Fig. 3: Superconducting phase diagrams.
figure 3

a, b Upper critical field Hc2 (black triangles) as a function of the absolute value of the field angle | θ| at a 2.1 K and b 6.3 K. The blue circles in a indicate transition fields to the FFLO state HFFLO. The green and red areas represent the regions for the FFLO phase and ordinary superconducting phase, respectively. The dotted curves in a, b are fits to the Tinkham 2D model, |Hc2(θ)cosθ/Hc2(90°)|+(Hc2(θ)sinθ/Hc2(0°))2 = 1. c Field-temperature superconducting phase diagram obtained in this work (filled symbols) and previous reports (blank symbols)9,21,22,26. The dashed curve (right axis) is the temperature dependence of the reduced superconducting gap amplitude Δ(T)/Δ(0 K) calculated by the basic BCS theory.

Apart from the phase diagram, examination in further detail of the pinning effect enhanced in the FFLO state is interesting. In Fig. 4a, we compare the field dependence of Δv/v (θ = 0°) taken for the parallel (u | |c) and perpendicular (u | |b) configurations under the same conditions. There is only a small difference depending on the sound wave direction below HFFLO. The difference becomes significantly larger in the FFLO region HFFLO < H < Hc2 (green area). Since the acoustic response for θ = 90° is almost isotropic in the whole field region, as shown in Fig. 4b, the behavior is clear evidence of the emergent anisotropy of the FFLO state.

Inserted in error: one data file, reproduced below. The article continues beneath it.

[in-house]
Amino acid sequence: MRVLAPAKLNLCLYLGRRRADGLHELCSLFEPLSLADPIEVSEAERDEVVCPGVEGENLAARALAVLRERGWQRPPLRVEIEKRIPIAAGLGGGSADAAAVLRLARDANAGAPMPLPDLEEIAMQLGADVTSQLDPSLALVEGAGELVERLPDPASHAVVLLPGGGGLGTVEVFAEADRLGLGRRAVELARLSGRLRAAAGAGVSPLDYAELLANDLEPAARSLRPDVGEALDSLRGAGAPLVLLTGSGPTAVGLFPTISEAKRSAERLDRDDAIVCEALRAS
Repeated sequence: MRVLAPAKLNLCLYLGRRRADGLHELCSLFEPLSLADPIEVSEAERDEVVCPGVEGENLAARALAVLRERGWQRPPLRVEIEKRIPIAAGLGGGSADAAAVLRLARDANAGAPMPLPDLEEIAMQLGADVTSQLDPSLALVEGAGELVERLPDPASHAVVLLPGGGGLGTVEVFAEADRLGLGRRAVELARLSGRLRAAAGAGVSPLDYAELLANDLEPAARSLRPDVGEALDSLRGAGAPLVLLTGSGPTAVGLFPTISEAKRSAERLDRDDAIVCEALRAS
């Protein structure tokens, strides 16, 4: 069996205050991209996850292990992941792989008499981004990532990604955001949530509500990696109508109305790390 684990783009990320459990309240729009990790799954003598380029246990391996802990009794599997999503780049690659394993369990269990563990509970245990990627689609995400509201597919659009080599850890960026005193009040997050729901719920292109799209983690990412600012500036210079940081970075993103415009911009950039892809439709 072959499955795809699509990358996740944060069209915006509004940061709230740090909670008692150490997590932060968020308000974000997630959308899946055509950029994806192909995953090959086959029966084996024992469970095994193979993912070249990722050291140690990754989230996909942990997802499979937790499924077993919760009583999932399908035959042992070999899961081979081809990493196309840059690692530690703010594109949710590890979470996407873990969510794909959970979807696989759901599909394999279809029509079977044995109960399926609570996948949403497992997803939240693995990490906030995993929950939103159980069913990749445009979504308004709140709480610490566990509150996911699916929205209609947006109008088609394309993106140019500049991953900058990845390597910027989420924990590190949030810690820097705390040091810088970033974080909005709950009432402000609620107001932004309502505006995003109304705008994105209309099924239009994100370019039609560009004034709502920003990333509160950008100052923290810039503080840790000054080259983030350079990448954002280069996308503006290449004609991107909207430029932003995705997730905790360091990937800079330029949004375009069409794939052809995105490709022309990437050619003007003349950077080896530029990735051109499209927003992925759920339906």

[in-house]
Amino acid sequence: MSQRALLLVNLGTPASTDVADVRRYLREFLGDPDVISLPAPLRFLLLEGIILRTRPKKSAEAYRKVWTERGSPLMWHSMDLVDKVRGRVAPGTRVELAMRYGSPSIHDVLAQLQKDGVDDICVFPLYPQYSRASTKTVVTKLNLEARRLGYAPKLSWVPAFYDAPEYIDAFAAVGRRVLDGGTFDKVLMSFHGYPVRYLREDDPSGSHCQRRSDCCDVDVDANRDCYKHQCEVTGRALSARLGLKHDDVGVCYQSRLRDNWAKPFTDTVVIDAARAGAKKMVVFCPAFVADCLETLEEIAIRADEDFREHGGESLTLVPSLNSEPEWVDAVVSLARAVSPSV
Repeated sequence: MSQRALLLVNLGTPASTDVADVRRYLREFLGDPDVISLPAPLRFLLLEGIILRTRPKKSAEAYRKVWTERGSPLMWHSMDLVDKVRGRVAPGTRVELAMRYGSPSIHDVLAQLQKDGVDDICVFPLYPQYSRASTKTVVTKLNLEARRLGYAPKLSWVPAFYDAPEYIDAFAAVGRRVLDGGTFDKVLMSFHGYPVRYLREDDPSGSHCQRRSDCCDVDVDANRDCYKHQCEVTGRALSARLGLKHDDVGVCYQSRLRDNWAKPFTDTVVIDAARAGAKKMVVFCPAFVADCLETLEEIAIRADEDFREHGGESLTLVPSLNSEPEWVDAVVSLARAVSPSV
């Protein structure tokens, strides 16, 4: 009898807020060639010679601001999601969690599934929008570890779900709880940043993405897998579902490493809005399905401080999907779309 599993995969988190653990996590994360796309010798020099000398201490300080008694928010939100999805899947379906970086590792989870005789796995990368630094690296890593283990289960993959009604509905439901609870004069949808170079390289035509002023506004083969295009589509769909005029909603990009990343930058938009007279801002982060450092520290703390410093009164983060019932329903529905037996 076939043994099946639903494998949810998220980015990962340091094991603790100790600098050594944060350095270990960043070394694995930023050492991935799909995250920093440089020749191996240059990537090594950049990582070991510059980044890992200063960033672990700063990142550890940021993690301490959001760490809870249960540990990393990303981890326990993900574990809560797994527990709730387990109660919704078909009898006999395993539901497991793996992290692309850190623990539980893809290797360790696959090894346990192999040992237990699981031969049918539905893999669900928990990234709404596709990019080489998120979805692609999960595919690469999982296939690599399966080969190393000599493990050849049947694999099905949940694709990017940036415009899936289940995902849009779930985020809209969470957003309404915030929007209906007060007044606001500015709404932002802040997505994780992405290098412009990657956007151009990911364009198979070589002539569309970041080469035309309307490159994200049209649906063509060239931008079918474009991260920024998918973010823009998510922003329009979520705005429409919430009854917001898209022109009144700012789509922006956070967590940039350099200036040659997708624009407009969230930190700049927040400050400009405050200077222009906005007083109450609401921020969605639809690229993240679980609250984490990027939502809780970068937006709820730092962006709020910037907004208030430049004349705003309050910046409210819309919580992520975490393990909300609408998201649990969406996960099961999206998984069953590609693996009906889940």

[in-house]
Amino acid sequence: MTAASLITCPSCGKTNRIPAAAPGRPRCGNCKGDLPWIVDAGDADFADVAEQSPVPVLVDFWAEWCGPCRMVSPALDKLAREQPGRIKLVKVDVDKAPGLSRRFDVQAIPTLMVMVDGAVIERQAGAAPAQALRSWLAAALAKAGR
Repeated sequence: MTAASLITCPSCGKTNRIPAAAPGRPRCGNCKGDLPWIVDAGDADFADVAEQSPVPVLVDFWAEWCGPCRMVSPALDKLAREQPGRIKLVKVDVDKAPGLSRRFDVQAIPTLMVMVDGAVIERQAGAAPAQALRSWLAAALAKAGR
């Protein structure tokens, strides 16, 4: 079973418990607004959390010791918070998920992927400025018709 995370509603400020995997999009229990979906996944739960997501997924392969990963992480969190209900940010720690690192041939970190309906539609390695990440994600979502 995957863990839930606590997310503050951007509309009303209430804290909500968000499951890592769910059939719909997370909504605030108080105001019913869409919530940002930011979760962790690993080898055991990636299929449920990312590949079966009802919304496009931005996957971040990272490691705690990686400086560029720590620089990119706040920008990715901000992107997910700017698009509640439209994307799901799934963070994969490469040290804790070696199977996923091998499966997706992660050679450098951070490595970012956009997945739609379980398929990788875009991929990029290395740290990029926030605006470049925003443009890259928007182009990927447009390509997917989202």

Fig. 4: Emergent anisotropy in the FFLO state.
figure 4

a, b Δv/v at 1.6 K for u | |b (blue) and u | |c (red) in magnetic fields a parallel (θ = 0°) and b perpendicular (θ = 90°) to the 2D conducting plane. Direction dependence of the longitudinal sound wave propagation is observed only in the FFLO state (green area), whereas the direction dependence of Δv/v in the BCS state and the normal state is not significant. The inset schematics show the electronic states (red: superconductivity, blue: normal state), directions of applied fields (light green arrows), and sound polarization vectors (striped arrows).